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The (South) Polar Express


Two centuries ago, it took Lewis and Clark three years to cross half of North America. It’s taking Michigan Technological University’s Russell Alger and his teammates only a little longer to blaze a trail to the South Pole.

Of course, Antarctica poses special challenges. Ninety-eight percent of the continent is buried under thousands of feet of ice. And it doesn’t help that the trail builders can only work for a few weeks during the summer and have to start over again every year from the starting point at McMurdo Station, on the coast.

For the fourth winter in a row, Alger, director of Michign Tech’s Institute of Snow Research, has joined a National Science Foundation effort to build a thousand-mile overland supply route to the international research station at the South Pole. Currently, supplies can only be flown in, and with the weather at the bottom of the world as dicey as it is, even in the middle of the southern summer air travel can be a crap shoot.

Ground travel may be delayed but is rarely stopped by weather. It’s much cheaper. And you can haul far more gear overland than you can in the air. “With the plane, everything has to be downsized,” Alger said. “They sometimes have trouble getting enough fuel to the South Pole, so NSF decided over the years to do the trail.”

So, since 1992, the team has forged south from McMurdo, traveling through un-tracked snow and picking their way over and around lurking crevasses. Nevertheless, all those years of driving over the same route are starting to pay off, Alger says. “This year, we noticed a great benefit; we were driving on something and not sinking all the time. With every passage, it should get better and better.”

As in past years, Alger was the point man on the traverse, traveling ahead of most of the convoy to watch for crevasses. The good news was that on the 500 miles of trail that had already been marked, only a handful of small new ones had formed.

A few miles past that point, Alger was air-lifted back to McMurdo. As the remaining team members began crossing new ground, however, their luck changed. “They had to worm their way through a lot of crevasses,” Alger said.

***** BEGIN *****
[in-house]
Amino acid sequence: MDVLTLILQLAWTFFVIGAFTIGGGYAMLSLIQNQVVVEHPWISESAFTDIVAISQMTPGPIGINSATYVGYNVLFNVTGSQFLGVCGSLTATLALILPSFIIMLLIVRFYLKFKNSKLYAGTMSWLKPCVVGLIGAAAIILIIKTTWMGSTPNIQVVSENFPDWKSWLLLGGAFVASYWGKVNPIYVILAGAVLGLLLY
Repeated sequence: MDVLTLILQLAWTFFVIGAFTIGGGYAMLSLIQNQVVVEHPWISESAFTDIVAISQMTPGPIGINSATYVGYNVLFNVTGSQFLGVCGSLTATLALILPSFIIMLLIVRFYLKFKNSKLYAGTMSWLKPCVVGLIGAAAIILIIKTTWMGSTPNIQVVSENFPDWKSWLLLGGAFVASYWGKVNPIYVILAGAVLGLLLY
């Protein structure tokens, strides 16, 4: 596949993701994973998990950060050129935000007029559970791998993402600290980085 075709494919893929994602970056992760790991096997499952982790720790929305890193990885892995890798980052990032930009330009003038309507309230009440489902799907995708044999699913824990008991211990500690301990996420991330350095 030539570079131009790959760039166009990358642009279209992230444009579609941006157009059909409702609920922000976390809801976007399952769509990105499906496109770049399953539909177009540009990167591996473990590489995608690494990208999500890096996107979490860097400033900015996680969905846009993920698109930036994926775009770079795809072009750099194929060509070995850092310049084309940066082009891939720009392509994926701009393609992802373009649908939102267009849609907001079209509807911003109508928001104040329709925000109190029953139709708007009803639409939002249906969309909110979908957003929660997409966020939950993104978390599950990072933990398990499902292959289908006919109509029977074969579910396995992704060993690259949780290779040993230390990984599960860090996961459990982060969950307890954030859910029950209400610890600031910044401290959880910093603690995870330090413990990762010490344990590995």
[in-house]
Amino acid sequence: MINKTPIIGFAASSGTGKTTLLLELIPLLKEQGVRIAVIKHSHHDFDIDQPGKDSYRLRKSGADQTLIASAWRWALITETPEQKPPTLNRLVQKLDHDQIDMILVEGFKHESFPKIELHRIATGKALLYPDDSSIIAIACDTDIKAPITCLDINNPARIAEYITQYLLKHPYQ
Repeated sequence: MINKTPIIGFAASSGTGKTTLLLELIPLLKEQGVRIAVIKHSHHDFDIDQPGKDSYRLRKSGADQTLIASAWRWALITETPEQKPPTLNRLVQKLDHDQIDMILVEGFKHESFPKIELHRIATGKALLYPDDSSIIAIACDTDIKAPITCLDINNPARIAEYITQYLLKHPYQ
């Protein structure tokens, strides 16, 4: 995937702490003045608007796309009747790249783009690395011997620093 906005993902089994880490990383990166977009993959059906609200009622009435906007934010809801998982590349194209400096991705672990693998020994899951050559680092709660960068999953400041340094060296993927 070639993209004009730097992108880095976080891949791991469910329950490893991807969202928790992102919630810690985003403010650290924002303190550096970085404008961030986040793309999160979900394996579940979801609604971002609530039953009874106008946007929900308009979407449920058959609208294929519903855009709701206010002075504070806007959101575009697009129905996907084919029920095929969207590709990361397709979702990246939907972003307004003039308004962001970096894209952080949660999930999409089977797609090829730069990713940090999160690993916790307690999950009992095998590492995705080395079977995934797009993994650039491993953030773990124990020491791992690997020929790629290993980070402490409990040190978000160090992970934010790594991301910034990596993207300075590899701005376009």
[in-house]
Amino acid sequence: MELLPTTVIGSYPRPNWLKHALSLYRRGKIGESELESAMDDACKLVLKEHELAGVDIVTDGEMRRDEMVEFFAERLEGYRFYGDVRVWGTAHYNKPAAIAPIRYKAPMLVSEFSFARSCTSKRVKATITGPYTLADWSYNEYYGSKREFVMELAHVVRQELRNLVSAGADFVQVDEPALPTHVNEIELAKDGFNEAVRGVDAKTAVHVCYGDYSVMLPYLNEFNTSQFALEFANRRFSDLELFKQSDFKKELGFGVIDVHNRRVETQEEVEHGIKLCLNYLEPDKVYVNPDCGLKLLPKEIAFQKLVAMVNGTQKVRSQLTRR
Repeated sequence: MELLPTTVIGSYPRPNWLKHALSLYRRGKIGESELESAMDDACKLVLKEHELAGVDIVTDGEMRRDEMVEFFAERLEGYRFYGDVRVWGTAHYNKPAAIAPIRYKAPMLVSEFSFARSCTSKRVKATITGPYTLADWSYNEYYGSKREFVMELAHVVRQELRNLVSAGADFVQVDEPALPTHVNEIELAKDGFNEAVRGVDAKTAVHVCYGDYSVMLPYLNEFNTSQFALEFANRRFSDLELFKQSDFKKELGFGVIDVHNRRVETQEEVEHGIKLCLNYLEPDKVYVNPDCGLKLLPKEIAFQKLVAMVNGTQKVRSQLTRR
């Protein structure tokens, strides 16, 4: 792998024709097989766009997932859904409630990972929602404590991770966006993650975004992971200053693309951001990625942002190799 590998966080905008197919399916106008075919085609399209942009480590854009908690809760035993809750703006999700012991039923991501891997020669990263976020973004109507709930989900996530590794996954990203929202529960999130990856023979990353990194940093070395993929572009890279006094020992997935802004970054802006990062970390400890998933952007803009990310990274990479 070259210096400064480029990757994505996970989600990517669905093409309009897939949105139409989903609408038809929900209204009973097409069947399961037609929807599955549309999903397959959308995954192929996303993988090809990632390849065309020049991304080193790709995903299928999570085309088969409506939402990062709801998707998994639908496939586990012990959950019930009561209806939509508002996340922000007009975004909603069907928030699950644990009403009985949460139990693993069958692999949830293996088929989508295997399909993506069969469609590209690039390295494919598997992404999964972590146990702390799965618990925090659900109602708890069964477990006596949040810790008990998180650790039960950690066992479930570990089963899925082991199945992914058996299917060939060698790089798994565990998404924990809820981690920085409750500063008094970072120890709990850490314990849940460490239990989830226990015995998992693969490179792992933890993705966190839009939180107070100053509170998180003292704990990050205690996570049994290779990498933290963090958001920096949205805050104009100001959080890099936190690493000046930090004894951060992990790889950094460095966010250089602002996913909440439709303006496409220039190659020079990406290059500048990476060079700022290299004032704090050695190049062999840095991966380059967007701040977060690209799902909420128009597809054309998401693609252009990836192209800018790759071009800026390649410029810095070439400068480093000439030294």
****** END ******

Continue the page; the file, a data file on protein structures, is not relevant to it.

These ravines in the ice are doubly treacherous because they are usually invisible, covered with a layer of snow that likely as not will collapse with minimal provocation. The trick is to find them before they find you.

To do that, the team tests the surface with ground-penetrating radar, located on a boom attached to the front of the lead vehicle. When the radar detects a void, everyone stops.

“Depending on how deep the crevasse is, we either go around it--which is hard, because if there’s one crevasse there are usually lots of crevasses--or we dynamite it open and fill it in,” says Alger. “It’s actually kind of neat.”

Another danger in this country of no street signs is getting lost in bad weather. The lead trailblazer pokes a flag into the trail every quarter mile, while the other vehicles follow as much as several miles behind. “When a storm comes up, we stop. We don’t move unless you can see two flags ahead.

“It can be hard to find your way back.”

They expect to cross the final 200 miles next year. But as satisfying as that will be, this is a job that truly will never be done. The Ross Ice Shelf drifts northward toward the ocean at a rate of about a meter a day, so in a sense the trail will always be under construction.

So what’s the attraction, other than following in the footsteps of Scott and Amundsen? “The main reason I go is that I can stand in the sunshine,” Alger admits. When northern Michigan is shadowed in clouds and darkness, Antarctica is ablaze in day-and-night light.

“I sure hope I can go again next year.”

| newswise
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